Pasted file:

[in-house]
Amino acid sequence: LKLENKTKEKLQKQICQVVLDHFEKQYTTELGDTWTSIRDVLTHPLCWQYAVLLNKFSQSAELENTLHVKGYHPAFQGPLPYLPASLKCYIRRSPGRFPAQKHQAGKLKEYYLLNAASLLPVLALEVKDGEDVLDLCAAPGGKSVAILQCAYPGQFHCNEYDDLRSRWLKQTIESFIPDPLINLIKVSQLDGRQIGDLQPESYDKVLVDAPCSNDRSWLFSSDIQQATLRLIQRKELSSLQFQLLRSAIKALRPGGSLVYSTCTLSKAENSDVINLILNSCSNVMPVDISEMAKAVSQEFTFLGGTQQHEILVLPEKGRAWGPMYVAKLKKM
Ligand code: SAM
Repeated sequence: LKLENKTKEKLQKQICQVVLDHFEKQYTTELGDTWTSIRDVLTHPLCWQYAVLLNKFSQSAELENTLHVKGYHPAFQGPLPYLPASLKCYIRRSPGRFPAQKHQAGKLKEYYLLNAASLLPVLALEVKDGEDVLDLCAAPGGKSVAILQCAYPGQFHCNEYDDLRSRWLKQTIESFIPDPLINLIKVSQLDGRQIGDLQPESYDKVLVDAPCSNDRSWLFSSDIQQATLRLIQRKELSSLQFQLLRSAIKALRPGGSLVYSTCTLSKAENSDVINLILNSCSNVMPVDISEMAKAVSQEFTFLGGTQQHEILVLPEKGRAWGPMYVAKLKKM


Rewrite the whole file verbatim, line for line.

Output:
[in-house]
Amino acid sequence: LKLENKTKEKLQKQICQVVLDHFEKQYTTELGDTWTSIRDVLTHPLCWQYAVLLNKFSQSAELENTLHVKGYHPAFQGPLPYLPASLKCYIRRSPGRFPAQKHQAGKLKEYYLLNAASLLPVLALEVKDGEDVLDLCAAPGGKSVAILQCAYPGQFHCNEYDDLRSRWLKQTIESFIPDPLINLIKVSQLDGRQIGDLQPESYDKVLVDAPCSNDRSWLFSSDIQQATLRLIQRKELSSLQFQLLRSAIKALRPGGSLVYSTCTLSKAENSDVINLILNSCSNVMPVDISEMAKAVSQEFTFLGGTQQHEILVLPEKGRAWGPMYVAKLKKM
Ligand code: SAM
Repeated sequence: LKLENKTKEKLQKQICQVVLDHFEKQYTTELGDTWTSIRDVLTHPLCWQYAVLLNKFSQSAELENTLHVKGYHPAFQGPLPYLPASLKCYIRRSPGRFPAQKHQAGKLKEYYLLNAASLLPVLALEVKDGEDVLDLCAAPGGKSVAILQCAYPGQFHCNEYDDLRSRWLKQTIESFIPDPLINLIKVSQLDGRQIGDLQPESYDKVLVDAPCSNDRSWLFSSDIQQATLRLIQRKELSSLQFQLLRSAIKALRPGGSLVYSTCTLSKAENSDVINLILNSCSNVMPVDISEMAKAVSQEFTFLGGTQQHEILVLPEKGRAWGPMYVAKLKKM